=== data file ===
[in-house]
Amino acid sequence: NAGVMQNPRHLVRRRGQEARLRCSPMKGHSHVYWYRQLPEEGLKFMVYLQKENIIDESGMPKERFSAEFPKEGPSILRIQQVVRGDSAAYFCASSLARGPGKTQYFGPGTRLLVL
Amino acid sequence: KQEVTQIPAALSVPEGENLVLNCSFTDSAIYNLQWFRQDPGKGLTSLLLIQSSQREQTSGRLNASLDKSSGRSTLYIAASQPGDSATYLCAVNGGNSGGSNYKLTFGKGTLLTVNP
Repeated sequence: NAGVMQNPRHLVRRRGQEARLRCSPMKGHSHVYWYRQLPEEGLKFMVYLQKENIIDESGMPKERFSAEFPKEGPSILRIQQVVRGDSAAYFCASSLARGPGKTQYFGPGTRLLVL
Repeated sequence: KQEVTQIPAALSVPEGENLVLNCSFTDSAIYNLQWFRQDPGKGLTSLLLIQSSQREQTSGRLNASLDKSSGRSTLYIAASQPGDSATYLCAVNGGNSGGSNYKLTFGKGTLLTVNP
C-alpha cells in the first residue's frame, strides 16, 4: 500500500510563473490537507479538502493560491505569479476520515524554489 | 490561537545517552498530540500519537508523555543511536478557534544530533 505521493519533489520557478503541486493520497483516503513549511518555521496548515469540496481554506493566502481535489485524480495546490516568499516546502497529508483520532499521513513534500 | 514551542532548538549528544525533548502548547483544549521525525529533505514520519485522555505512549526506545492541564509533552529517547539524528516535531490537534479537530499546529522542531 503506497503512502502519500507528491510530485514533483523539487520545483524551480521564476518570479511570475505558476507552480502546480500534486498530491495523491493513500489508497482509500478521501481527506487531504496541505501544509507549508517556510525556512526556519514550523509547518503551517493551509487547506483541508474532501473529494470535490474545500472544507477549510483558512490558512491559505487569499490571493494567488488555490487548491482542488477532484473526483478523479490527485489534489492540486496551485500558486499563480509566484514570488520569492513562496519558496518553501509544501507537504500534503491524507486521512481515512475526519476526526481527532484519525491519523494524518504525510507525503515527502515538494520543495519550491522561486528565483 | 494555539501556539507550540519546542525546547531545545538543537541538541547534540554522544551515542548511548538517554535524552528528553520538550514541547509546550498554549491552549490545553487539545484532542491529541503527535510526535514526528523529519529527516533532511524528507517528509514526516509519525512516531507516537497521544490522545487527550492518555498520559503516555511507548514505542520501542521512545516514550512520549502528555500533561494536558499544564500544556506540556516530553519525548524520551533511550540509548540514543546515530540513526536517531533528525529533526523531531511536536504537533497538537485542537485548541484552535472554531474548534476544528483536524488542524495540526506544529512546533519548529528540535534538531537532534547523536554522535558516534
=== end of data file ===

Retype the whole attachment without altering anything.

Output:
[in-house]
Amino acid sequence: NAGVMQNPRHLVRRRGQEARLRCSPMKGHSHVYWYRQLPEEGLKFMVYLQKENIIDESGMPKERFSAEFPKEGPSILRIQQVVRGDSAAYFCASSLARGPGKTQYFGPGTRLLVL
Amino acid sequence: KQEVTQIPAALSVPEGENLVLNCSFTDSAIYNLQWFRQDPGKGLTSLLLIQSSQREQTSGRLNASLDKSSGRSTLYIAASQPGDSATYLCAVNGGNSGGSNYKLTFGKGTLLTVNP
Repeated sequence: NAGVMQNPRHLVRRRGQEARLRCSPMKGHSHVYWYRQLPEEGLKFMVYLQKENIIDESGMPKERFSAEFPKEGPSILRIQQVVRGDSAAYFCASSLARGPGKTQYFGPGTRLLVL
Repeated sequence: KQEVTQIPAALSVPEGENLVLNCSFTDSAIYNLQWFRQDPGKGLTSLLLIQSSQREQTSGRLNASLDKSSGRSTLYIAASQPGDSATYLCAVNGGNSGGSNYKLTFGKGTLLTVNP
C-alpha cells in the first residue's frame, strides 16, 4: 500500500510563473490537507479538502493560491505569479476520515524554489 | 490561537545517552498530540500519537508523555543511536478557534544530533 505521493519533489520557478503541486493520497483516503513549511518555521496548515469540496481554506493566502481535489485524480495546490516568499516546502497529508483520532499521513513534500 | 514551542532548538549528544525533548502548547483544549521525525529533505514520519485522555505512549526506545492541564509533552529517547539524528516535531490537534479537530499546529522542531 503506497503512502502519500507528491510530485514533483523539487520545483524551480521564476518570479511570475505558476507552480502546480500534486498530491495523491493513500489508497482509500478521501481527506487531504496541505501544509507549508517556510525556512526556519514550523509547518503551517493551509487547506483541508474532501473529494470535490474545500472544507477549510483558512490558512491559505487569499490571493494567488488555490487548491482542488477532484473526483478523479490527485489534489492540486496551485500558486499563480509566484514570488520569492513562496519558496518553501509544501507537504500534503491524507486521512481515512475526519476526526481527532484519525491519523494524518504525510507525503515527502515538494520543495519550491522561486528565483 | 494555539501556539507550540519546542525546547531545545538543537541538541547534540554522544551515542548511548538517554535524552528528553520538550514541547509546550498554549491552549490545553487539545484532542491529541503527535510526535514526528523529519529527516533532511524528507517528509514526516509519525512516531507516537497521544490522545487527550492518555498520559503516555511507548514505542520501542521512545516514550512520549502528555500533561494536558499544564500544556506540556516530553519525548524520551533511550540509548540514543546515530540513526536517531533528525529533526523531531511536536504537533497538537485542537485548541484552535472554531474548534476544528483536524488542524495540526506544529512546533519548529528540535534538531537532534547523536554522535558516534